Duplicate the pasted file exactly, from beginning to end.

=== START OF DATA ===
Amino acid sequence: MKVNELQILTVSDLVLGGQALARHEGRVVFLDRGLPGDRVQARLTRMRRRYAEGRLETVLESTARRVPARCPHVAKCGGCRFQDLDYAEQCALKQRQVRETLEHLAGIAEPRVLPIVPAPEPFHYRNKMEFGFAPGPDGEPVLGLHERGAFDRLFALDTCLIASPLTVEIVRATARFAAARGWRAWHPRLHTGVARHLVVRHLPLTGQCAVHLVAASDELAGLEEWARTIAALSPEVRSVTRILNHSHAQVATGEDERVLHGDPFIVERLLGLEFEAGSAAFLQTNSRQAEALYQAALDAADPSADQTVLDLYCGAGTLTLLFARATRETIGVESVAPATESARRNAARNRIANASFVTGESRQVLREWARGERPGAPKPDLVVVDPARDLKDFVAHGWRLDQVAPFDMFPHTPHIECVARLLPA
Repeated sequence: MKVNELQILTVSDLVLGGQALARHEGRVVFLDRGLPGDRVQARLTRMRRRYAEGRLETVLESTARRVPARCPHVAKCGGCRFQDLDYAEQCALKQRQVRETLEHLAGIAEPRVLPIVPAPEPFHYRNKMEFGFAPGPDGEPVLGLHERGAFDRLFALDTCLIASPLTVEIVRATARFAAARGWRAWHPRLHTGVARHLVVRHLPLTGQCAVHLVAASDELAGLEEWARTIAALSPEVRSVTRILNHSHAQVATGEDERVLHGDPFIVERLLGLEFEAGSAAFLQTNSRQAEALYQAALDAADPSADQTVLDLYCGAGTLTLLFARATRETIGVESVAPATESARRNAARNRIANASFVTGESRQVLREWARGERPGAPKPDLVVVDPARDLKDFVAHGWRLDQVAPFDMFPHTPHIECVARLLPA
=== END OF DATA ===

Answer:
Amino acid sequence: MKVNELQILTVSDLVLGGQALARHEGRVVFLDRGLPGDRVQARLTRMRRRYAEGRLETVLESTARRVPARCPHVAKCGGCRFQDLDYAEQCALKQRQVRETLEHLAGIAEPRVLPIVPAPEPFHYRNKMEFGFAPGPDGEPVLGLHERGAFDRLFALDTCLIASPLTVEIVRATARFAAARGWRAWHPRLHTGVARHLVVRHLPLTGQCAVHLVAASDELAGLEEWARTIAALSPEVRSVTRILNHSHAQVATGEDERVLHGDPFIVERLLGLEFEAGSAAFLQTNSRQAEALYQAALDAADPSADQTVLDLYCGAGTLTLLFARATRETIGVESVAPATESARRNAARNRIANASFVTGESRQVLREWARGERPGAPKPDLVVVDPARDLKDFVAHGWRLDQVAPFDMFPHTPHIECVARLLPA
Repeated sequence: MKVNELQILTVSDLVLGGQALARHEGRVVFLDRGLPGDRVQARLTRMRRRYAEGRLETVLESTARRVPARCPHVAKCGGCRFQDLDYAEQCALKQRQVRETLEHLAGIAEPRVLPIVPAPEPFHYRNKMEFGFAPGPDGEPVLGLHERGAFDRLFALDTCLIASPLTVEIVRATARFAAARGWRAWHPRLHTGVARHLVVRHLPLTGQCAVHLVAASDELAGLEEWARTIAALSPEVRSVTRILNHSHAQVATGEDERVLHGDPFIVERLLGLEFEAGSAAFLQTNSRQAEALYQAALDAADPSADQTVLDLYCGAGTLTLLFARATRETIGVESVAPATESARRNAARNRIANASFVTGESRQVLREWARGERPGAPKPDLVVVDPARDLKDFVAHGWRLDQVAPFDMFPHTPHIECVARLLPA